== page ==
September 20, 2007
Think you know ‘The Jazz Singer’? You ain’t heard nothin’ yet!
(Page 2 - Previous Page)Unfortunately, the premiere was marred by the death of Sam Warner, who died at age 39 from an abscessed sinus infection one day before the premiere. The tragedy prevented any of the Warner brothers from witnessing their historical transformation of the film industry. After the film's release, Warner Bros.' company stock shot from $9 to $132 per share. As an entertainer, Jolson's stock also rose, transforming his career as well.
"He had been a big star of the stage, touring for the Shuberts in these musical comedy extravaganzas," Jolson biographer Goldman said. "'The Jazz Singer' completely transformed him, and you now had him appearing in melodramas." Goldman also points out that Harry Warner's hope that the film would play as a vehicle for racial tolerance was not realized.
"The silent movie is a bit over the top, so as far as it getting mainstream America to understand Judaism, well I question that."
Samson Raphaelson also felt his story, adapted to film by Alfred Cohn and directed by Alan Crosland, did not fare well.
"I had a simple, corny, well-felt little drama," Raphaelson later assessed. "And they made an ill-felt, silly, maudlin, badly timed thing of it."
Regardless, the script was nominated as Best Adapted Screenplay at the Academy Awards and the Warners received an honorary award: "For producing 'The Jazz Singer,' the pioneer outstanding talking picture, which has revolutionized the industry."
Although "The Jazz Singer" is regarded as the first sound film, it is more accurately a silent with singing and two short scenes containing dialogue.
"The whole drama is told as a silent film with inter-titles," Miles Kreuger concured. "The single-most important moment in the film is when the father comes into the room and hears his son playing popular music on the piano and screams the word 'Stop!' That's the moment when the sound of a human voice alters the dramatic action, and that's the first time that ever happened."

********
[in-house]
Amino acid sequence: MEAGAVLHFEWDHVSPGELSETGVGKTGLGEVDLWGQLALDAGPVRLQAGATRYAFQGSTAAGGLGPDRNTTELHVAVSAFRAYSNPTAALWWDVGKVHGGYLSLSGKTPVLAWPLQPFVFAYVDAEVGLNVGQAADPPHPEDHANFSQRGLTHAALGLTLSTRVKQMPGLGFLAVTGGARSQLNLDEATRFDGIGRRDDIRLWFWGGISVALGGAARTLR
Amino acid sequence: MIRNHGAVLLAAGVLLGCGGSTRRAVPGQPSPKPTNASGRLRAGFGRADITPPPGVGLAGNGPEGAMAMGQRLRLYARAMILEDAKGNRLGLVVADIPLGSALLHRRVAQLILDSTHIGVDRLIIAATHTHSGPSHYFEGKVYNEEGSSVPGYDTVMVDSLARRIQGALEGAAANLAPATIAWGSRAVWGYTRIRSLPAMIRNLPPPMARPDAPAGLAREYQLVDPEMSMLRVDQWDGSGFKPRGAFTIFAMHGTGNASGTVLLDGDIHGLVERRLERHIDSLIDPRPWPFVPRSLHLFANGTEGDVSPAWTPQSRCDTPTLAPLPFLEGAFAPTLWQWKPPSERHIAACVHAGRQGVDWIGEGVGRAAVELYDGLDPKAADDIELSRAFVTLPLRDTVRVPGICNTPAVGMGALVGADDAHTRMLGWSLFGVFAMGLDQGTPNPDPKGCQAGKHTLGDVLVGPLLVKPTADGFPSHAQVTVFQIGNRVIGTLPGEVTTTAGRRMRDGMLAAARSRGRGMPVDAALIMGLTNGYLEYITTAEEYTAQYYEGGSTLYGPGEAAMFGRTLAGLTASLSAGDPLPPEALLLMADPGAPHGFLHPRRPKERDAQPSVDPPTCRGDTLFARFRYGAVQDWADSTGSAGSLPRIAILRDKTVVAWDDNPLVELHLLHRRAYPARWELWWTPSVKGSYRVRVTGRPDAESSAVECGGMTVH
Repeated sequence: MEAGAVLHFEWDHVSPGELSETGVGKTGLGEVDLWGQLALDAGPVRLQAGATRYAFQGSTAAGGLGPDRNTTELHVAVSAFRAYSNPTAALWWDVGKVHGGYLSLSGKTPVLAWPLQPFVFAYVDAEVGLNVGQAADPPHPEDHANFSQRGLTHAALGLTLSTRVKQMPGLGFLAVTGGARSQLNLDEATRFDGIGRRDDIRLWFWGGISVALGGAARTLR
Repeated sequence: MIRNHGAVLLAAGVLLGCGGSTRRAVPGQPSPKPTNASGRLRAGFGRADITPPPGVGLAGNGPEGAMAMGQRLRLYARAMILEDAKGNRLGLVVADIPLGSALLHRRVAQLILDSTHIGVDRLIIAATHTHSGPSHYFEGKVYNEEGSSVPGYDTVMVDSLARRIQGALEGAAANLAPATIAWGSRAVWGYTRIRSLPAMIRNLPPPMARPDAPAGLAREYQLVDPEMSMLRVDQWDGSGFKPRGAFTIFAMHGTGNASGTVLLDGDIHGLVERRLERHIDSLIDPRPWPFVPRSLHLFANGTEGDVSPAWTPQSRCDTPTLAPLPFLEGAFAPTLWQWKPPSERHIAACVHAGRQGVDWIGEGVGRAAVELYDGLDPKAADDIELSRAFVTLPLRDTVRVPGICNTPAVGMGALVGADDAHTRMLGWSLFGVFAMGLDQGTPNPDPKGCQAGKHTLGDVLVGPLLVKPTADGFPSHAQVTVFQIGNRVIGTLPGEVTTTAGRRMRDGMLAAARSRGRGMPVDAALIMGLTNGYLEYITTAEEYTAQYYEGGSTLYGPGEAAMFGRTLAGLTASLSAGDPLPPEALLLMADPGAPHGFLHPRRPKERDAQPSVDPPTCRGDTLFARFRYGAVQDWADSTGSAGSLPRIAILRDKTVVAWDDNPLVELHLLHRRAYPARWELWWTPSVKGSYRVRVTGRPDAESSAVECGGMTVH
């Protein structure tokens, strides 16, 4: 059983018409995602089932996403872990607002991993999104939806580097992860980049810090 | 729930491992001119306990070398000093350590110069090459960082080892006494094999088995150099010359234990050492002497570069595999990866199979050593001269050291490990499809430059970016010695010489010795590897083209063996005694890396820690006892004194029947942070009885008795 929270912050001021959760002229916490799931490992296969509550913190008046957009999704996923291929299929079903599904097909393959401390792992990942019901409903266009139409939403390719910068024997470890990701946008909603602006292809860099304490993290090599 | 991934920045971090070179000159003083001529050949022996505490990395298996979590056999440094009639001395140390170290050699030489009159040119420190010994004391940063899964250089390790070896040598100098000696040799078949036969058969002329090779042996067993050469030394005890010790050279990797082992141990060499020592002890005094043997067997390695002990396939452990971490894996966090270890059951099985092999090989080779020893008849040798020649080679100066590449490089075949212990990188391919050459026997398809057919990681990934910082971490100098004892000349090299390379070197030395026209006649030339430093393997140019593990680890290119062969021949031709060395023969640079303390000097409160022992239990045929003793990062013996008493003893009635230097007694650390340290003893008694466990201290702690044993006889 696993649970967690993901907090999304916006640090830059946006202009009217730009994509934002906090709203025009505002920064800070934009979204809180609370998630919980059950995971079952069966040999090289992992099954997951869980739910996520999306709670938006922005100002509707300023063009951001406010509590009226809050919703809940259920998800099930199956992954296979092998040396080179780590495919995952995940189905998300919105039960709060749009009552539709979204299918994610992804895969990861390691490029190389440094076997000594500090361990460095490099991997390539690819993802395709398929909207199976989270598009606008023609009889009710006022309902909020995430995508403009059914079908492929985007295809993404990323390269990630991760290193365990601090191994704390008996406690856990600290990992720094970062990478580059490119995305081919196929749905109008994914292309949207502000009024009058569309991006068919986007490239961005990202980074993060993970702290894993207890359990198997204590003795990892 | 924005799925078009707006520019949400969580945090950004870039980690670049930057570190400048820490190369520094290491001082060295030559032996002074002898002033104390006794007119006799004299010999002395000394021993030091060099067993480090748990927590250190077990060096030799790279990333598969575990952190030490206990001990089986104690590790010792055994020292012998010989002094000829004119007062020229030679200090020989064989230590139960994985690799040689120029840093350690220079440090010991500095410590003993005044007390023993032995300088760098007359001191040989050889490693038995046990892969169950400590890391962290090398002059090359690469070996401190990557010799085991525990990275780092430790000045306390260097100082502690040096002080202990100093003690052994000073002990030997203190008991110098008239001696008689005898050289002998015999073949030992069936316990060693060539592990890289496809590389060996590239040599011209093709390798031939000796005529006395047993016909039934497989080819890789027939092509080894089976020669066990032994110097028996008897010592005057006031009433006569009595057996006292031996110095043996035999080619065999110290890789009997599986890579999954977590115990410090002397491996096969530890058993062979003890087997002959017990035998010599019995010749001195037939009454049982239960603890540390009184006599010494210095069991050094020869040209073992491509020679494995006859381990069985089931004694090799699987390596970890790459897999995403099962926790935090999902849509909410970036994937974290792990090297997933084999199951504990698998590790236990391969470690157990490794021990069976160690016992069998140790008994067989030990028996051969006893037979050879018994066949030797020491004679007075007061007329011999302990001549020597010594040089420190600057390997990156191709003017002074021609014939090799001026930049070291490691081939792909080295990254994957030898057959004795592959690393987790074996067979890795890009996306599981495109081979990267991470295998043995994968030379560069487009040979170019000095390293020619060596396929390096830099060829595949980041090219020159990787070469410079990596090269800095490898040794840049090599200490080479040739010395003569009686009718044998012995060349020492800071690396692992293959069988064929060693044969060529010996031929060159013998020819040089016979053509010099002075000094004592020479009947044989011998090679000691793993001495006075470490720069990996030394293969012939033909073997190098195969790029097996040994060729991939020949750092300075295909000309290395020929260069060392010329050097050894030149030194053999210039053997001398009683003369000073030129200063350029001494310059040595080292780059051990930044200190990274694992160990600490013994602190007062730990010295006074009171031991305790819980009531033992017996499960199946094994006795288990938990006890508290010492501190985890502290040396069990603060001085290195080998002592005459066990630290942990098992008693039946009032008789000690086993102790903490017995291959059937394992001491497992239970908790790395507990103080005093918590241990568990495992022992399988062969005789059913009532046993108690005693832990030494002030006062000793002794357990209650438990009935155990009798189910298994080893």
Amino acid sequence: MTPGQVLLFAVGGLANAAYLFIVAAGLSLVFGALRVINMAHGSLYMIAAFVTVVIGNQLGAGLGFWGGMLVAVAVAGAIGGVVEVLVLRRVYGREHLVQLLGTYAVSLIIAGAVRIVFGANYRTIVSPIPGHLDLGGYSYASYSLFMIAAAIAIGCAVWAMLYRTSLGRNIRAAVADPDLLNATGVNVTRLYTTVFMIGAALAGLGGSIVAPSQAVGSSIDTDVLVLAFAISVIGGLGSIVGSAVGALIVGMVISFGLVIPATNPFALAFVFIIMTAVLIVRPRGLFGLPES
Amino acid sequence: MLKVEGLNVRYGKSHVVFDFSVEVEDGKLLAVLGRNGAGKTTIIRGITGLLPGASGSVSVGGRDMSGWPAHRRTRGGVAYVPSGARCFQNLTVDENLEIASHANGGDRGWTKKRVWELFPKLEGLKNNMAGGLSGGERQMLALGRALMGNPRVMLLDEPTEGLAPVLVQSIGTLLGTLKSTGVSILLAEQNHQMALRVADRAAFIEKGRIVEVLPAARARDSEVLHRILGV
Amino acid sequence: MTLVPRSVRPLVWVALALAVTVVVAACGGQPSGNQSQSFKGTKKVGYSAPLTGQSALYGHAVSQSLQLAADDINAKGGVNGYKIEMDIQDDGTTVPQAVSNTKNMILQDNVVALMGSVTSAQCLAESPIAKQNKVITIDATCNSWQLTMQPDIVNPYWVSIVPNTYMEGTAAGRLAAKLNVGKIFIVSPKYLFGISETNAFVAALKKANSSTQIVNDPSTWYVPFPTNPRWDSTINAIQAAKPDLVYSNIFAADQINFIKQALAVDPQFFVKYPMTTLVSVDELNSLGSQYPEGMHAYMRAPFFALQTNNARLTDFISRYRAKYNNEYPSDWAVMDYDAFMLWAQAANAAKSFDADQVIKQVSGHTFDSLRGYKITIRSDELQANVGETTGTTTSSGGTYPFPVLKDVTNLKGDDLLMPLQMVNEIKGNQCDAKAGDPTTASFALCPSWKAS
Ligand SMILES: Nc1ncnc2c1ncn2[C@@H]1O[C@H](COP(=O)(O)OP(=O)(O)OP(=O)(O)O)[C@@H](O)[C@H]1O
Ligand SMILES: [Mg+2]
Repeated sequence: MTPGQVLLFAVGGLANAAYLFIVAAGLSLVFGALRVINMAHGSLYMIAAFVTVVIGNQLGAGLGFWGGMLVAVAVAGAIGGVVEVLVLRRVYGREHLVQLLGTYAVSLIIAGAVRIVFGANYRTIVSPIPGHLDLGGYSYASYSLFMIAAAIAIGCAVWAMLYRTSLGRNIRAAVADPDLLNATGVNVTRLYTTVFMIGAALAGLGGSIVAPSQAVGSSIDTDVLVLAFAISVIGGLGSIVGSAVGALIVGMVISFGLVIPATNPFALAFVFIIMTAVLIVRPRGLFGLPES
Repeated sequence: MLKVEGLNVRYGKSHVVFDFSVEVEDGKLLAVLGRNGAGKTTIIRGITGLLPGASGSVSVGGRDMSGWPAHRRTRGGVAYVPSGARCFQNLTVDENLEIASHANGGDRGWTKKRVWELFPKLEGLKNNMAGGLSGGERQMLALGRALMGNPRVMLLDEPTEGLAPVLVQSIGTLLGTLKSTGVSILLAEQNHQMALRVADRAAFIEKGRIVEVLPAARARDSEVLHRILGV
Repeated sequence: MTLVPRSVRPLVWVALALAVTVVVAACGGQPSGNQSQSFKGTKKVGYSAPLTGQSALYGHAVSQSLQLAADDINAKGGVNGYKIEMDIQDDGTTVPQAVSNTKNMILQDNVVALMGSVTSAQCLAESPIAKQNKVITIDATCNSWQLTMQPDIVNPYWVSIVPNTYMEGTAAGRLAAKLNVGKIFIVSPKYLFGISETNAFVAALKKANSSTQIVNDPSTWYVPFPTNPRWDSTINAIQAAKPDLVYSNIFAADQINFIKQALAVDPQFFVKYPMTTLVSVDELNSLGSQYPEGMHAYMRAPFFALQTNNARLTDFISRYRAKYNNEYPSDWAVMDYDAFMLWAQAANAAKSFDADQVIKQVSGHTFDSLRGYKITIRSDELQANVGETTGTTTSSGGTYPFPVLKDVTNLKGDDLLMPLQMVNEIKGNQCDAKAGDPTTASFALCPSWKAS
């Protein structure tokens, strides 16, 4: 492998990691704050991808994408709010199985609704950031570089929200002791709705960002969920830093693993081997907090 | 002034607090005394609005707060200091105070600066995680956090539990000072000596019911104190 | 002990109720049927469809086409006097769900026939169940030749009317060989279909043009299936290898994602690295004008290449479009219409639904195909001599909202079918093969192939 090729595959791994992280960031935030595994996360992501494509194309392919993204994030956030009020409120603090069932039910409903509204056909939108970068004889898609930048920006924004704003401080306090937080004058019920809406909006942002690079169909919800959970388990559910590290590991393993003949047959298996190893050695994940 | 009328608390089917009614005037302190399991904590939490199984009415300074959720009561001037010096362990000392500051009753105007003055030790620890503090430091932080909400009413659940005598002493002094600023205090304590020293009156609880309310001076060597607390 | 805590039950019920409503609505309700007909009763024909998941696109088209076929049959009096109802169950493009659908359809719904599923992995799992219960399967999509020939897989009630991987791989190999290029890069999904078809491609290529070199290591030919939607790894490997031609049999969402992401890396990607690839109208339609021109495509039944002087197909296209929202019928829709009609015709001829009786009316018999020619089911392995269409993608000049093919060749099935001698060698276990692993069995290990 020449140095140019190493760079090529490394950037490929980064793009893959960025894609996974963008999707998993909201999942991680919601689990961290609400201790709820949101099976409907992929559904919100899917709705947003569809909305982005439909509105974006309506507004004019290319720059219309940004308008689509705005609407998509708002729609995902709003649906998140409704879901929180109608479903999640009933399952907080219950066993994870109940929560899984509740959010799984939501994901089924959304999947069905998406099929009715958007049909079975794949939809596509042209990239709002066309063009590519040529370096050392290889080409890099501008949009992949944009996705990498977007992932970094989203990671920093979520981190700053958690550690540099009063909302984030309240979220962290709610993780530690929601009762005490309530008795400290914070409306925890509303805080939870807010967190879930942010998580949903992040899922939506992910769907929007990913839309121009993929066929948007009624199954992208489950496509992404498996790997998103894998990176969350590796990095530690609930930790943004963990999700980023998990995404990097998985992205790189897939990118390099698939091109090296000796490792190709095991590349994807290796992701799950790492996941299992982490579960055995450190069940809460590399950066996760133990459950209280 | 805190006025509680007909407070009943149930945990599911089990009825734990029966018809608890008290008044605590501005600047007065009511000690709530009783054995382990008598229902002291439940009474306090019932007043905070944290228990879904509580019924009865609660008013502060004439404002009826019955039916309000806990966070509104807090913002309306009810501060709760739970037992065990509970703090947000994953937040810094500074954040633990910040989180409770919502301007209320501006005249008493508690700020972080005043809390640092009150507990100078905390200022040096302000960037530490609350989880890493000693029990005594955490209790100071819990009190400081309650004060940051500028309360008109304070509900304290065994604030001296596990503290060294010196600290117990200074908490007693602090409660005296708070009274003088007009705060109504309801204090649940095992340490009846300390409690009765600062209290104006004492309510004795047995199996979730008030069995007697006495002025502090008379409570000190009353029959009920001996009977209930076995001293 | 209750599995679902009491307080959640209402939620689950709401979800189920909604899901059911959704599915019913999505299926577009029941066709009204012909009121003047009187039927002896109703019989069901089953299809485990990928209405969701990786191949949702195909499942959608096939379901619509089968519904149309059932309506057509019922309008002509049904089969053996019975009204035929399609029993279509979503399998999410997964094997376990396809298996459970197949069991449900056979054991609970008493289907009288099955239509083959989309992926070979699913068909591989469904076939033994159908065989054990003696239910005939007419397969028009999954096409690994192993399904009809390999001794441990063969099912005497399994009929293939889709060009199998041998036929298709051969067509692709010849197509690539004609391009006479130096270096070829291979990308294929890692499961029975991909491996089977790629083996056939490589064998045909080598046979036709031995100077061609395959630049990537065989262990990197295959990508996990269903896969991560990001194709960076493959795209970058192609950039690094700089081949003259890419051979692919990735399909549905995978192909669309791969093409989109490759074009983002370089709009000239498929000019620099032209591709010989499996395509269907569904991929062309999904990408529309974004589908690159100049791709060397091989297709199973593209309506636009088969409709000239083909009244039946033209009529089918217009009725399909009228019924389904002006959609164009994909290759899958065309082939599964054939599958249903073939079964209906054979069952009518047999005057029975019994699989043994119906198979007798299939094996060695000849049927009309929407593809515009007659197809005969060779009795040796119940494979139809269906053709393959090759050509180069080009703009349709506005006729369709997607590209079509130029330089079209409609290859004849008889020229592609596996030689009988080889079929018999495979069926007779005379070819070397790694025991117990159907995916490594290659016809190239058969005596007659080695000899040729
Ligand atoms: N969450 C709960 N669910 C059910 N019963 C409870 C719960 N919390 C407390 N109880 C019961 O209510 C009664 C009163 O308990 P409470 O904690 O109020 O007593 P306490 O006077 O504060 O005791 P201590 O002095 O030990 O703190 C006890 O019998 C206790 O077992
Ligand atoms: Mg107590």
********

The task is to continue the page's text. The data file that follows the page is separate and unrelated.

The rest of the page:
The film's popularity inspired countless imitations and parodies by singers, comedians and cartoon animators, most notably in the 1936 Warner Bros. cartoon "I Love to Singa," which features a young bird named Owl Jolson, who, against the wishes of his classical-music-loving father, becomes a jazz singer. "The Jazz Singer" was also remade twice; an updated version in 1953 starring Danny Thomas and a more disastrous 1980 update starring Neil Diamond. Herbert Goldman, who knew Samson Raphaelson, recalled that, "Raphe felt that he would always do 'The Jazz Singer' as a period piece because that kind of generational conflict and potential assimilation, the way he portrayed it was pretty unique to those generations."
Like the story, it seems Jolson himself was more suited to that generation. "Frankly, he's virtually unknown to people below the age of 50," Goldman said.
Jolson did have a minor career revival when Warner Bros. produced a film based on his life in 1946, followed by a sequel in 1949. He died in 1950, at 64, but thanks to the American Cinematheque and Warner Home Video, now 80 years later, Jolson sings again!
The American Cinematheque Tribute to Al Jolson runs Oct. 6-8. On Oct. 5, there is a screening of a digitally restored print of "The Jazz Singer" at the Samuel Goldwyn Theater. For more information, call (310) 247-3600.
On Oct. 6 at The Egyptian Theatre is a screening of "Plantation Act," a cabaret performance featuring Jolson songs and a party celebrating the 80th anniversary of "The Jazz Singer."
On Oct. 7, The Egyptian theatre is screening a double feature of the Jolson pictures "Big Boy" and "Hallelujah I'm A Bum."
"The Jazz Singer: 80th Anniversary Collector's Edition" will be available Oct. 16. The three-disc set contains more than four hours of bonus programming including a complete set of Vitaphone shorts never before available.
Pat Sierchio is a freelance writer and a frequent contributor to Written By, the magazine of the Writers Guild of America, West.
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